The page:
Jim Imbrie was about to summit Mount Adams on May 18, 1980, the day the volcano Mount St. Helens blew its top.
He was 18 years old, and the event changed his life. He went on to become a geologist, then a geotechnical engineer, and later founded Tigard-based GeoPacific Engineering.
As he retells the story, however, he doesn't stress the upward blast that threw 540 million tons of ash into the sky. Nor even the sideways explosion that preceded it from the bulge on the side of the mountain. Imbrie was captivated by the landslide that happened seconds before all of that, as rock and mud swamped Spirit Lake.
He and his best friend and that friend's brother Bruce Poulin were climbing Adams when they watched what they thought was just another in a string of eruptions from St. Helens that had been going on for months. Bruce Poulin even managed to take six photos of it at the end of his roll of film. It was only when the electrical storm hit them that they retreated.
GeoPacific Engineering has been around for 20 years now and has 19 employees, six of whom are partners. It was born when the company he worked for, Adapt Engineering, was bought out. The new owners only wanted a portion of the firm in Seattle, so Imbrie was offered the chance to buy the remaining part and run it.
GeoPacific Engineering focuses on the area from Longview, Washington down to Eugene, and to the coast. The job is a bit like being a home inspector: you call one in before buying a house to assess its fair value. Just as you need to know if you are purchasing a fixer-upper, a developer needs to know the land is as stable as possible and won't be a costly nightmare.
A lot of Imbrie's work is testing the soil for suburban development, which can range from 10 to 200 homes.
"We're trying to identify all of the things wrong with the soils and geology," he told the Business Tribune. "A lot of our clients hire us before we even purchased the property. They want us to look at it and see what's wrong with it. So if we can identify those extra costs due to shallow groundwater, landslides, hard rock, liquefiable soils, expansive soils…"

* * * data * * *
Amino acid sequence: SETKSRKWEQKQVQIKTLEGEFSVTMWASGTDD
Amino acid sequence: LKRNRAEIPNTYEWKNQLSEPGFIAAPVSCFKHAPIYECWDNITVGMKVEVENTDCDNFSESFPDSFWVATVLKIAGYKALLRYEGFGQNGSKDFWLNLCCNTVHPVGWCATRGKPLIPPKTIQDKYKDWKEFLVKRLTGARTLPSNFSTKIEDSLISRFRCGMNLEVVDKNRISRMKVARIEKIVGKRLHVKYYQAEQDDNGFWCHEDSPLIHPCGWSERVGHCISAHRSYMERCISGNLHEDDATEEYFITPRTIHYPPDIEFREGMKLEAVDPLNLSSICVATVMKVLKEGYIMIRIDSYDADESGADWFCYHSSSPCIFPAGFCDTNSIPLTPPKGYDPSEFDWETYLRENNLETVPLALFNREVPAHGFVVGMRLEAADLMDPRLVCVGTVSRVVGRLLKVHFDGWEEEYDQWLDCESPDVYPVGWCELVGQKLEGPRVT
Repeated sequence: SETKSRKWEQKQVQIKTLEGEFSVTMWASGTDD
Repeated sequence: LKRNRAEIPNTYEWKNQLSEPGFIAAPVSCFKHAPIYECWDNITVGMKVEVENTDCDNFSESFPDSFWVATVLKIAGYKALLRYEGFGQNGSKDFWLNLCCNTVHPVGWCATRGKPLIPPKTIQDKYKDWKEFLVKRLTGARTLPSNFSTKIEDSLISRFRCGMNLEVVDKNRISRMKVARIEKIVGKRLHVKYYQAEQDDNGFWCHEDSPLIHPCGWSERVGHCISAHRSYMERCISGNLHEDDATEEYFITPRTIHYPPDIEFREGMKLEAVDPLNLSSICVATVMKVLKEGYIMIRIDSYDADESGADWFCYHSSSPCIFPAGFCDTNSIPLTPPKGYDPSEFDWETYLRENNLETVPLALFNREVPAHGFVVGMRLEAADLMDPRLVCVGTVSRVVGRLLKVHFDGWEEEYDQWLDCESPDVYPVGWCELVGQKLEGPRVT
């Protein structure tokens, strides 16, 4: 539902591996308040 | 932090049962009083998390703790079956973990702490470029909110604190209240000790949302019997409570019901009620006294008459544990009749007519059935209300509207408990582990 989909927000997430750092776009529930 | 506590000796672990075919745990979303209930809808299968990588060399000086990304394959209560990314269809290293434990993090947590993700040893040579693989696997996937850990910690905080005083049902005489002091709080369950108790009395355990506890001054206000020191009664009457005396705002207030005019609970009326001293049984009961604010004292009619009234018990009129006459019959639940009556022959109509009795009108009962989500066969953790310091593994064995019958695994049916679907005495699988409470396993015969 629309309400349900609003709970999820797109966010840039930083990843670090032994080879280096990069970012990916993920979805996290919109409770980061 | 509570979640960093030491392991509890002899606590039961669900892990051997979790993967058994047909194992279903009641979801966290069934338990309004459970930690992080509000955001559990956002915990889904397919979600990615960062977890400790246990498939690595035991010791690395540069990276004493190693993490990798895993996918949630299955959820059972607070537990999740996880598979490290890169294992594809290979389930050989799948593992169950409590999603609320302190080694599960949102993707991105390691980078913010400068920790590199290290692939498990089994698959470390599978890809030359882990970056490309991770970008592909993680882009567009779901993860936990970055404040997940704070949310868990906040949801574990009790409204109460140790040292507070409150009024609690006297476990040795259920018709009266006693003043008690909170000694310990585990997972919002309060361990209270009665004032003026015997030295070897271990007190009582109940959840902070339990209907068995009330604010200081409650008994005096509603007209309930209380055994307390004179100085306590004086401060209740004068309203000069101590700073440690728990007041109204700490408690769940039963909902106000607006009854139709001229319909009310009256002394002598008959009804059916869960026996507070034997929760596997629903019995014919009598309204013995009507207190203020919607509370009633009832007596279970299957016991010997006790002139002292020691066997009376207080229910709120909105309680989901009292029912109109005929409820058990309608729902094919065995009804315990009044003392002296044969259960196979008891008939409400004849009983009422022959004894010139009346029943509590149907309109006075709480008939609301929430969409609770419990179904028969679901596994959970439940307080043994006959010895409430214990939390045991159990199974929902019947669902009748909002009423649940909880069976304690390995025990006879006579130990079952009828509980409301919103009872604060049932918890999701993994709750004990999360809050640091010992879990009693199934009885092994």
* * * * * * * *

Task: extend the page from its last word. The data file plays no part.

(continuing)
With that data, the developer can determine what's a fair price to pay for the project, fix those problems, and safely build homes on it.
You might think the state would have all this geological data already, but they don't. Cities and counties keep it, to varying degrees.
"The City of Portland is meticulous record keeping, but some other cities or counties are not so meticulous," says Imbrie.
A lot of clients will take a current study and have GeoPacific redo it, just to be sure.
Work begins by taking a backhoe and digging pits 12 to 15 feet deep to analyze the soil. Sometimes they use a larger excavator if there are hard rock concerns and underground utilities. If there are "slope concerns," which means the potential of landslides, they use a drill rig and do deeper borings, down to 80 feet.
It's not just greenfield in suburbia: the company has tested the ground for many apartment buildings in the Portland area that are still being built.
He compares 2020 favorably to the Great Depression of 2009.
"This time, the residential market isn't saturated with an oversupply of homes, and they've lowered interest rates. It's actually going fairly strong right now. It seems counterintuitive, but we have a low inventory for new homes and existing homes."
The more challenging work for Imbre's company, he says, is assessing landslides. Builders need to know if they have to be avoided or remediated. Soil flows downhill, as does the rock beneath it, if it's loose.
"The more you know about them, the more you realize how difficult it is to predict. I'd say I knew more about landslides when I was 30 than I do now!"
Civil engineers are used to building roads across places with potential landslides. For example, a large part of the new Sellwood Bridge cost went to shoring up the land on the west end. But the houses are more critical. "People are more careful when they build buildings," says Imbrie.
Portland is covered by a thick layer of both catastrophic flood deposits and higher up in the hills, windblown silt, or loess deposits. "They're so thick they make it more difficult to see what's underlying them. The West Hills has a number of slides, and most of them are loess."